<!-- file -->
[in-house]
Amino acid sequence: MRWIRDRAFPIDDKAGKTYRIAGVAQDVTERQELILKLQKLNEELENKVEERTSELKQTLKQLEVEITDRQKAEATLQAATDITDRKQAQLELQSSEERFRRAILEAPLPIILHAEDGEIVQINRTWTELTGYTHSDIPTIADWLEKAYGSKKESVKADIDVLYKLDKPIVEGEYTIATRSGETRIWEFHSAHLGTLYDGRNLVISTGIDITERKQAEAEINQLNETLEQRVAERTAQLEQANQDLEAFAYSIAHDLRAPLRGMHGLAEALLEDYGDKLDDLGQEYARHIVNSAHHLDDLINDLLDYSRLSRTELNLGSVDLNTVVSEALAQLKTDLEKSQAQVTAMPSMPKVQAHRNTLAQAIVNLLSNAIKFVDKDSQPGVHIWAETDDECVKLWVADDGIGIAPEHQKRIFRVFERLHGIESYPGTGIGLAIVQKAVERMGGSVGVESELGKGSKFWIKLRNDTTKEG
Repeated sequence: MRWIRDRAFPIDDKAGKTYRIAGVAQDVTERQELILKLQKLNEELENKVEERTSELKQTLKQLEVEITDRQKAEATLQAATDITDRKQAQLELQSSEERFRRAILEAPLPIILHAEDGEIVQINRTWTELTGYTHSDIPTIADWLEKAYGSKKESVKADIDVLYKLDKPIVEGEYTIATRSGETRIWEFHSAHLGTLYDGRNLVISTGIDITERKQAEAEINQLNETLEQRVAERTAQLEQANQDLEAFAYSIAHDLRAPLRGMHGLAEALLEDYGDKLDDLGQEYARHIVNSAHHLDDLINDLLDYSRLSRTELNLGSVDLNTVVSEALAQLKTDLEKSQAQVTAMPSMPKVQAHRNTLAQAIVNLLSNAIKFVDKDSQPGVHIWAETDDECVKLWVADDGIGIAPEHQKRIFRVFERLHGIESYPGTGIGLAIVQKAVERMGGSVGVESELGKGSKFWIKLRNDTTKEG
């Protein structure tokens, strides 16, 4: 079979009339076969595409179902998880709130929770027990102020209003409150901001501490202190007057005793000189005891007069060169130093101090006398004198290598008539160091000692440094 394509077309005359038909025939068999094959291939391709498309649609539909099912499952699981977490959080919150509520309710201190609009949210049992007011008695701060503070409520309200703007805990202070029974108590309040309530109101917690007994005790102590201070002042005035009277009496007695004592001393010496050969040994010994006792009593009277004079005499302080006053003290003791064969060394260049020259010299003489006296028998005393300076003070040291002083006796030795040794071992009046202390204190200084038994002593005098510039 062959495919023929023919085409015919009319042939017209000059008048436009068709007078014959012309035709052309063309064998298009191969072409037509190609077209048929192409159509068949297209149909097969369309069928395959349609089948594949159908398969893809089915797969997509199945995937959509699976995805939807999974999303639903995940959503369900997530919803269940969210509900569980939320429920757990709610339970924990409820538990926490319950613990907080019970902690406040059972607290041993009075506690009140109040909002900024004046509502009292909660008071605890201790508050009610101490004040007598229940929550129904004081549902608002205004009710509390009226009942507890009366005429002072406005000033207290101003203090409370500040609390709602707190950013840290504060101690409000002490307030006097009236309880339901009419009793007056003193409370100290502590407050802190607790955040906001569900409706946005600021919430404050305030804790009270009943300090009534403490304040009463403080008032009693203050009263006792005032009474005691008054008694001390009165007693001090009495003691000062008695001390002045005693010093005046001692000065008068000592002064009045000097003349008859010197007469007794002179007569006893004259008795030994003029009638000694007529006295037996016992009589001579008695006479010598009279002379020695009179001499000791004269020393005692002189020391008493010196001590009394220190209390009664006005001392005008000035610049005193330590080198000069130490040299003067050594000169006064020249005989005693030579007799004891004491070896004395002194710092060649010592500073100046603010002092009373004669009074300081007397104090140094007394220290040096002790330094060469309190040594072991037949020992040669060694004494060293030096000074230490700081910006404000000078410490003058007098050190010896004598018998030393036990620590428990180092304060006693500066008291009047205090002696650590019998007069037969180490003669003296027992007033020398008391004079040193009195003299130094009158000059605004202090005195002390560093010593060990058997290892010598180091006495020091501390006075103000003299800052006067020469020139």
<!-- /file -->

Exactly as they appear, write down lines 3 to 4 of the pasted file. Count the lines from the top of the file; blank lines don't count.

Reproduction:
Repeated sequence: MRWIRDRAFPIDDKAGKTYRIAGVAQDVTERQELILKLQKLNEELENKVEERTSELKQTLKQLEVEITDRQKAEATLQAATDITDRKQAQLELQSSEERFRRAILEAPLPIILHAEDGEIVQINRTWTELTGYTHSDIPTIADWLEKAYGSKKESVKADIDVLYKLDKPIVEGEYTIATRSGETRIWEFHSAHLGTLYDGRNLVISTGIDITERKQAEAEINQLNETLEQRVAERTAQLEQANQDLEAFAYSIAHDLRAPLRGMHGLAEALLEDYGDKLDDLGQEYARHIVNSAHHLDDLINDLLDYSRLSRTELNLGSVDLNTVVSEALAQLKTDLEKSQAQVTAMPSMPKVQAHRNTLAQAIVNLLSNAIKFVDKDSQPGVHIWAETDDECVKLWVADDGIGIAPEHQKRIFRVFERLHGIESYPGTGIGLAIVQKAVERMGGSVGVESELGKGSKFWIKLRNDTTKEG
């Protein structure tokens, strides 16, 4: 079979009339076969595409179902998880709130929770027990102020209003409150901001501490202190007057005793000189005891007069060169130093101090006398004198290598008539160091000692440094 394509077309005359038909025939068999094959291939391709498309649609539909099912499952699981977490959080919150509520309710201190609009949210049992007011008695701060503070409520309200703007805990202070029974108590309040309530109101917690007994005790102590201070002042005035009277009496007695004592001393010496050969040994010994006792009593009277004079005499302080006053003290003791064969060394260049020259010299003489006296028998005393300076003070040291002083006796030795040794071992009046202390204190200084038994002593005098510039 062959495919023929023919085409015919009319042939017209000059008048436009068709007078014959012309035709052309063309064998298009191969072409037509190609077209048929192409159509068949297209149909097969369309069928395959349609089948594949159908398969893809089915797969997509199945995937959509699976995805939807999974999303639903995940959503369900997530919803269940969210509900569980939320429920757990709610339970924990409820538990926490319950613990907080019970902690406040059972607290041993009075506690009140109040909002900024004046509502009292909660008071605890201790508050009610101490004040007598229940929550129904004081549902608002205004009710509390009226009942507890009366005429002072406005000033207290101003203090409370500040609390709602707190950013840290504060101690409000002490307030006097009236309880339901009419009793007056003193409370100290502590407050802190607790955040906001569900409706946005600021919430404050305030804790009270009943300090009534403490304040009463403080008032009693203050009263006792005032009474005691008054008694001390009165007693001090009495003691000062008695001390002045005693010093005046001692000065008068000592002064009045000097003349008859010197007469007794002179007569006893004259008795030994003029009638000694007529006295037996016992009589001579008695006479010598009279002379020695009179001499000791004269020393005692002189020391008493010196001590009394220190209390009664006005001392005008000035610049005193330590080198000069130490040299003067050594000169006064020249005989005693030579007799004891004491070896004395002194710092060649010592500073100046603010002092009373004669009074300081007397104090140094007394220290040096002790330094060469309190040594072991037949020992040669060694004494060293030096000074230490700081910006404000000078410490003058007098050190010896004598018998030393036990620590428990180092304060006693500066008291009047205090002696650590019998007069037969180490003669003296027992007033020398008391004079040193009195003299130094009158000059605004202090005195002390560093010593060990058997290892010598180091006495020091501390006075103000003299800052006067020469020139």